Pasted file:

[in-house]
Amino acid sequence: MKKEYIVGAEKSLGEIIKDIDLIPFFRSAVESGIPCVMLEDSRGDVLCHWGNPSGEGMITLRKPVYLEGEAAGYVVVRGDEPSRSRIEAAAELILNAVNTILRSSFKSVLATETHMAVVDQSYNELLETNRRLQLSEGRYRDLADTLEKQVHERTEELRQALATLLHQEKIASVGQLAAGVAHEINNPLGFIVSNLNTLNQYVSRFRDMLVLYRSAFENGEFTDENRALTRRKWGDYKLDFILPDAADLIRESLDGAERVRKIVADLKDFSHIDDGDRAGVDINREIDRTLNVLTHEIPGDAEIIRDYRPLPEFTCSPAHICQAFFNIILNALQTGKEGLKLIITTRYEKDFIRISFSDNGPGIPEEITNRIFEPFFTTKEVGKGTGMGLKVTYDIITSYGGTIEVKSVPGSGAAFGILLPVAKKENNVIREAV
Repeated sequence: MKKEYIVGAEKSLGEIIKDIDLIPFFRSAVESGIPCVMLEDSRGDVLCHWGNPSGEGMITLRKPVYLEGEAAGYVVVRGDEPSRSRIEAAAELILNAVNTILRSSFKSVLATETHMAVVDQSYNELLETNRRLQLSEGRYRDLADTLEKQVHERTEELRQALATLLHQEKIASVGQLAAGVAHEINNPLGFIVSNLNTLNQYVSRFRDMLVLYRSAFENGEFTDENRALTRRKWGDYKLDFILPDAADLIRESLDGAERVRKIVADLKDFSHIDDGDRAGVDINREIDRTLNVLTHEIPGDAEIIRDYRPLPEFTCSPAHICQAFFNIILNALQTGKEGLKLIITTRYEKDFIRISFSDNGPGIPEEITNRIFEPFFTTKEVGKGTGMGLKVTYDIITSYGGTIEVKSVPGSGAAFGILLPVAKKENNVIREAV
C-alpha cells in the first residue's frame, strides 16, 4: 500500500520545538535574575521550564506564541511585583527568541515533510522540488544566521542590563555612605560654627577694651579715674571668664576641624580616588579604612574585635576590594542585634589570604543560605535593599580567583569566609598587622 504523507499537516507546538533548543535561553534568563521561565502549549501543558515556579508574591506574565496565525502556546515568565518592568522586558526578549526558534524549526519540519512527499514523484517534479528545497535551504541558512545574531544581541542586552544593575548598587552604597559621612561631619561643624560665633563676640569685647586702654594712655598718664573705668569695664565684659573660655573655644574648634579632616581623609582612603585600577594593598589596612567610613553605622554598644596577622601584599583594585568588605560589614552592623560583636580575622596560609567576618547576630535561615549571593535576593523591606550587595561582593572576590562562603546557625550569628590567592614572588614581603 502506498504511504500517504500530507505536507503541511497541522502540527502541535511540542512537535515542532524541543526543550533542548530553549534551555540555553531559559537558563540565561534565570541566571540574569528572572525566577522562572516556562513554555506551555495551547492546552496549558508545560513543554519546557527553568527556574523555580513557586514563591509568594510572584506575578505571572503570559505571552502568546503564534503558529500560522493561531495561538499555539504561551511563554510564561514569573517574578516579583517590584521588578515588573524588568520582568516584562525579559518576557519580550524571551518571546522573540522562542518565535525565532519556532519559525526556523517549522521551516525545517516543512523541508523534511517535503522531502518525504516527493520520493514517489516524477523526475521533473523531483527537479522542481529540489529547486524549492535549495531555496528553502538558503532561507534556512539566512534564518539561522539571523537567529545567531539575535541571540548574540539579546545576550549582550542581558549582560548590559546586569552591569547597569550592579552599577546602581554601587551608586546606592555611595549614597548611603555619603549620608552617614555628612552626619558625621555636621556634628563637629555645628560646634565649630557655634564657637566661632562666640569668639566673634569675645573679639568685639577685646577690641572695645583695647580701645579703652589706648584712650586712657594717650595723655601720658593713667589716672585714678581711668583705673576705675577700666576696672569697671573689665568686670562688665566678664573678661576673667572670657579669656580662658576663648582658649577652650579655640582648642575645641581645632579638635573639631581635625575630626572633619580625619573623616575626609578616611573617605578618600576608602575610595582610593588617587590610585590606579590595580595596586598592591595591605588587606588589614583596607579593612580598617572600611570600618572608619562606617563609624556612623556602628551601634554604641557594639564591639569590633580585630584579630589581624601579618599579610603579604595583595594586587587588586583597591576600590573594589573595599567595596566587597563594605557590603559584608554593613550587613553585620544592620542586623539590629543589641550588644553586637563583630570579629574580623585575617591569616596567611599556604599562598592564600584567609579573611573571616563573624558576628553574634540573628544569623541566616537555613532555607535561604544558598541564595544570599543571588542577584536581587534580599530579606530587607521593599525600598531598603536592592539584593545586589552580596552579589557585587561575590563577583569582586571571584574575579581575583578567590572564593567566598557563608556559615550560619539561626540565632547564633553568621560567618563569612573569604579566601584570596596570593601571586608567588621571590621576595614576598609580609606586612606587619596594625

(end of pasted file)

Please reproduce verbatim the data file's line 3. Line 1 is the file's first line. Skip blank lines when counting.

Repeated sequence: MKKEYIVGAEKSLGEIIKDIDLIPFFRSAVESGIPCVMLEDSRGDVLCHWGNPSGEGMITLRKPVYLEGEAAGYVVVRGDEPSRSRIEAAAELILNAVNTILRSSFKSVLATETHMAVVDQSYNELLETNRRLQLSEGRYRDLADTLEKQVHERTEELRQALATLLHQEKIASVGQLAAGVAHEINNPLGFIVSNLNTLNQYVSRFRDMLVLYRSAFENGEFTDENRALTRRKWGDYKLDFILPDAADLIRESLDGAERVRKIVADLKDFSHIDDGDRAGVDINREIDRTLNVLTHEIPGDAEIIRDYRPLPEFTCSPAHICQAFFNIILNALQTGKEGLKLIITTRYEKDFIRISFSDNGPGIPEEITNRIFEPFFTTKEVGKGTGMGLKVTYDIITSYGGTIEVKSVPGSGAAFGILLPVAKKENNVIREAV